He who is resistant to change is not always destined to fail

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The first states have begun legalising sports betting after an historic Supreme Court ruling and naturally existing gaming operators are being given the first swings at the new vertical. Whilst opposition to the practice is unlikely to be quelled any time soon the fact that the sports betting and other affiliated online games are to be conducted and regulated by land based casino operators should breed confidence.

Commercial and tribal casino operators have proven to be not only cornerstones of regional markets but also part of the socio-economic fabric through decades of good work and community support. There is then seemingly no one better suited to the operation of safe betting practices, especially when wagering can be confined to the physical walls of premises, allowing for closer customer care and ultimately protection.

The argument that swathes of the population will be led to ill through the practice is patently unfounded and further rebuked by the continued presence of positive practices in New Jersey and Nevada.

Ever forward thinking the casino industry is right to assess the possible benefits of wagering implementation at premises especially in regions where any failure to do so could see gam- ing dollars go to neighbouring states. The fear of becoming the next fiscal luddite must be a strong one.

The United States however is a difficult to assess as a single market largely down to the power of state legislature and the regional disparity this brings to varying gaming markets.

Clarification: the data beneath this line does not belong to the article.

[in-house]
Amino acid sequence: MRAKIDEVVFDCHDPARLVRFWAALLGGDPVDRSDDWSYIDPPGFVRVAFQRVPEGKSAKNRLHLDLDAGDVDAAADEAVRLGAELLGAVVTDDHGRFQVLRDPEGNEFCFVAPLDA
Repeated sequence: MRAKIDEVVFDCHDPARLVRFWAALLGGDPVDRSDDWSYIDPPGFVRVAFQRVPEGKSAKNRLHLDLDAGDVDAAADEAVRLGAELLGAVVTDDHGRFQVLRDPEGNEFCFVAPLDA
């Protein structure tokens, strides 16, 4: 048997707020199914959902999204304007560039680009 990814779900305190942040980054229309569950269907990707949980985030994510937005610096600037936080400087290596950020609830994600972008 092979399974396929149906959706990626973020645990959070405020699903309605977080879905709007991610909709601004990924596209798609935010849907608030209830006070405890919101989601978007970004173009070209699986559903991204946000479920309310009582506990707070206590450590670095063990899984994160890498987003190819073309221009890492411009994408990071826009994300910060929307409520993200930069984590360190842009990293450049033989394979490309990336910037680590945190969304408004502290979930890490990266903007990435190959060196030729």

A clear example of this is the differing attitudes in the neighbouring states of Nevada and California. Those in the historic seat of US gambling have had sports betting for some time, much to the benefit of casino coffers, however some tribal operators in California for one are less than enthused about the possible introduction of the form.

An introduction of practice would entail its rollout across the state’s cardrooms as well as its casinos, with the former having a distinct advantage due to population centre proximity. Such then becomes an issue of plain economics. There is little to no reason for a resort-style property to allow for sports wagering in order to boost revenues by single unit percentage points when it simultaneously hands direct competitors a clear advantage.

Due to this tribal authorities are unlikely to back legislature promoting this form of gaming expansion unless the type of exclusivity expressed in gaming compacts is extended to sports wagering.

Such market idiosyncrasies are not exclusive to the west coast. Over in New York the state failed to get provisions for implementation through its last legislative session, in Pennsylvania operators are being deterred by high taxes and a reportedly-illegal lottery offering whilst New Jersey seems to be diving head first into the new market.

As with the legalisation of all newformsofgaming,therollout of sports betting will be largely, if not exclusively dictated by the wills of land based casino operators in the US. It may seem peculiar that some markets may rally against adding a string to their bow but more often than not there is a great deal of method in apparent madness.

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